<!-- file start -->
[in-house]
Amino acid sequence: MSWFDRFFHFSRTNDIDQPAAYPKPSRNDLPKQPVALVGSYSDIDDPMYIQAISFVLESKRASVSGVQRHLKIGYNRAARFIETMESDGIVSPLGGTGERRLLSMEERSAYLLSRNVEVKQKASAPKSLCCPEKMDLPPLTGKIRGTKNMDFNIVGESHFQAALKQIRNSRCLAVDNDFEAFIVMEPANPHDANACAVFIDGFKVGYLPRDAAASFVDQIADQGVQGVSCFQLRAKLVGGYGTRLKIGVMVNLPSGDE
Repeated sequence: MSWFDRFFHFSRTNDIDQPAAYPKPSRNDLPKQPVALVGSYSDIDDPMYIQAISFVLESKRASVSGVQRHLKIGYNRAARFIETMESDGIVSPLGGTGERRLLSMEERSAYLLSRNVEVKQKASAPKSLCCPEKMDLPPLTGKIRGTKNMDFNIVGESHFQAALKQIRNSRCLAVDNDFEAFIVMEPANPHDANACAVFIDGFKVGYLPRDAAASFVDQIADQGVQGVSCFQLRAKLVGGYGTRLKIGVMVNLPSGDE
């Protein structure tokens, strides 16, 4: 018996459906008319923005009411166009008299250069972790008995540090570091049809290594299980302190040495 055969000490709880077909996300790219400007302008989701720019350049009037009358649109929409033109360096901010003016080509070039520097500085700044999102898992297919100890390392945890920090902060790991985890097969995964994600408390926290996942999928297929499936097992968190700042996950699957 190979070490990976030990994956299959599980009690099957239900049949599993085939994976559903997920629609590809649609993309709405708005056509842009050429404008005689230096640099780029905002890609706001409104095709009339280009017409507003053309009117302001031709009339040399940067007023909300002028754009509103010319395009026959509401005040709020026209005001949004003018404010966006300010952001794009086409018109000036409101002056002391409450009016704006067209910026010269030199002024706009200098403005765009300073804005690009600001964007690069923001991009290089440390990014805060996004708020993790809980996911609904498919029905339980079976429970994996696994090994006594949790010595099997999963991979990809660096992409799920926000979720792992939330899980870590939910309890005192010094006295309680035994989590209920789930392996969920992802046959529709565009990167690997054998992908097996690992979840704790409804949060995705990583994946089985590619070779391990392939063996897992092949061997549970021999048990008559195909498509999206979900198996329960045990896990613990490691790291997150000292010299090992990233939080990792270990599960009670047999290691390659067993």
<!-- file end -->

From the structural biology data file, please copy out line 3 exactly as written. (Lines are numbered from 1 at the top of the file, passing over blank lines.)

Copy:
Repeated sequence: MSWFDRFFHFSRTNDIDQPAAYPKPSRNDLPKQPVALVGSYSDIDDPMYIQAISFVLESKRASVSGVQRHLKIGYNRAARFIETMESDGIVSPLGGTGERRLLSMEERSAYLLSRNVEVKQKASAPKSLCCPEKMDLPPLTGKIRGTKNMDFNIVGESHFQAALKQIRNSRCLAVDNDFEAFIVMEPANPHDANACAVFIDGFKVGYLPRDAAASFVDQIADQGVQGVSCFQLRAKLVGGYGTRLKIGVMVNLPSGDE